I just checked in after quite some absence. I see it has been since the end of September for the last post. Holy Shit! I need to get going. To be honest, I became a little disappointed in the project as there were only two comments on the blog and there were very few views. After checking the views today I see that people are still visiting with two months of inactivity.
So I will try to get some more pictures up presently. I have completed the entire OOB for Hubbardton for both sides and have begun to work on the OOB for Freeman’s farm.
In the meantime I have also begun to fool around with another period, though still in 6mm. I will get some pictures up for that soon as well.
I thought I would take this opportunity to pop up some of the online resources that I have found that are great for Saratoga Campaign
Perry Miniatures – You have to select AWI Articles in the drop box at the top and you will find “simply the best ever” wargamer’s reference for the British troops and German Troops in the Saratoga Campaign.
Saratoga Order of Battle – From the magweb, a great reference to start with. Lot’s of painting and numbers info for you.
These few things should get you pretty far with the campaign really. Of all of them, the Perry site is really unrivalled as a resource for gamers. I look forward to when they cover the US forces (if they plan to).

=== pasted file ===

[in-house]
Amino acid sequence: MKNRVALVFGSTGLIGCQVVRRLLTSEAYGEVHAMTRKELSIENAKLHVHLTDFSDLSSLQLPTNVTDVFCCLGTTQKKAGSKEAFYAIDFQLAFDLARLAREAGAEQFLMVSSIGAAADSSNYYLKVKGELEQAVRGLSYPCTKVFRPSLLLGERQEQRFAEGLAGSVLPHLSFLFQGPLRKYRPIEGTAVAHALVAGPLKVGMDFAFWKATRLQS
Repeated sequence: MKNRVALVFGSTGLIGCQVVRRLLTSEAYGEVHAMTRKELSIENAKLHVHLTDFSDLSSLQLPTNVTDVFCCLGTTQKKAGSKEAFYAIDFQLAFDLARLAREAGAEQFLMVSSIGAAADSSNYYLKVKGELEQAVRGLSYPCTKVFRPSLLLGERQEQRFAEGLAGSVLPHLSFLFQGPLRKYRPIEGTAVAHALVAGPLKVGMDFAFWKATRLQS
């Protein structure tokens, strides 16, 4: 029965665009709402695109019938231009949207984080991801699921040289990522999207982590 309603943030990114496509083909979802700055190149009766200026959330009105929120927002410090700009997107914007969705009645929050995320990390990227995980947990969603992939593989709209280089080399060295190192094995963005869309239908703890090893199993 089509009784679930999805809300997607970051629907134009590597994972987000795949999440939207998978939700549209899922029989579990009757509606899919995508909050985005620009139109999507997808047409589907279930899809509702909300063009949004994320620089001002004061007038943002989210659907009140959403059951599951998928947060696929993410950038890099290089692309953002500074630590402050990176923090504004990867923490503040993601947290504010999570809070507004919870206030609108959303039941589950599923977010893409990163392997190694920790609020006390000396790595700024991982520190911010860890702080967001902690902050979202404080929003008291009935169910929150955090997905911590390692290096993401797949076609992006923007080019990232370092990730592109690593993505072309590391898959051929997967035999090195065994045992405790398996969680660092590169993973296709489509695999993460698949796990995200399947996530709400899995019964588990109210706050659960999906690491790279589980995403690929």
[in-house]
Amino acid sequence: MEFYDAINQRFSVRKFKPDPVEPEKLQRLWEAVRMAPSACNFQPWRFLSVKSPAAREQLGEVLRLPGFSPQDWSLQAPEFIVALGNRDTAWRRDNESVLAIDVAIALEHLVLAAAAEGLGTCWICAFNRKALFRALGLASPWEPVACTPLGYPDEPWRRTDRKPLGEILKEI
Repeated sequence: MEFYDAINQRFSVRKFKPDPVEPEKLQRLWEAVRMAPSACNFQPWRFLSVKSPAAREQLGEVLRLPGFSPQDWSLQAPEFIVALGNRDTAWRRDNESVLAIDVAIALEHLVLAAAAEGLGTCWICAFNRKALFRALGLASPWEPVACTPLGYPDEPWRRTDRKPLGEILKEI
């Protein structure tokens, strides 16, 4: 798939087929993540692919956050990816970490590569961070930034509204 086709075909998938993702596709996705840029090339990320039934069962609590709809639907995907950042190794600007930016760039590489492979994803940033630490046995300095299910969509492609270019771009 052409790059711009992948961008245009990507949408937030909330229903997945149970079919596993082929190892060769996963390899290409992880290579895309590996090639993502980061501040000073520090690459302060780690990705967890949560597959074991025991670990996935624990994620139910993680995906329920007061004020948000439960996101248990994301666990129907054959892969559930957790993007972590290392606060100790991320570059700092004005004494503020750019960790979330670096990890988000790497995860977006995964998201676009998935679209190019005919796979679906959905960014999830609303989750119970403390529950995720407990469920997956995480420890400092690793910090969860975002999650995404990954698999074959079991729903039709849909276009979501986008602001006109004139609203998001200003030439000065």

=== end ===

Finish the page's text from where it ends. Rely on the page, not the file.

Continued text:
While I’m showing grenadiers, here’s the Brunswick contingent.
This unit was created from the grenadier companies of the four Brunswick regiments. Two of the regiments had formerly been one unit, so they wore the same uniform still. This lead to only three uniform variations in the converged unit. I enjoy painting a unit more if there is some variation.
All in all, I’m pretty happy with them. I wish I would have darkened up the yellow on the mitres a little, as you can’t see the white piping very well. Unfortunately it’s a mistake it doesn’t matter if you learn from, as I can’t imagine I’ll be painting yellow mitres with white piping again.
Keeping with the theme of painting the Saratoga forces, starting with Hubbardton, next up for the British was the grenadiers from the Advanced Corps. This unit was made up of all the grenadier companies from Burgoyne’s forces and a few other regiments.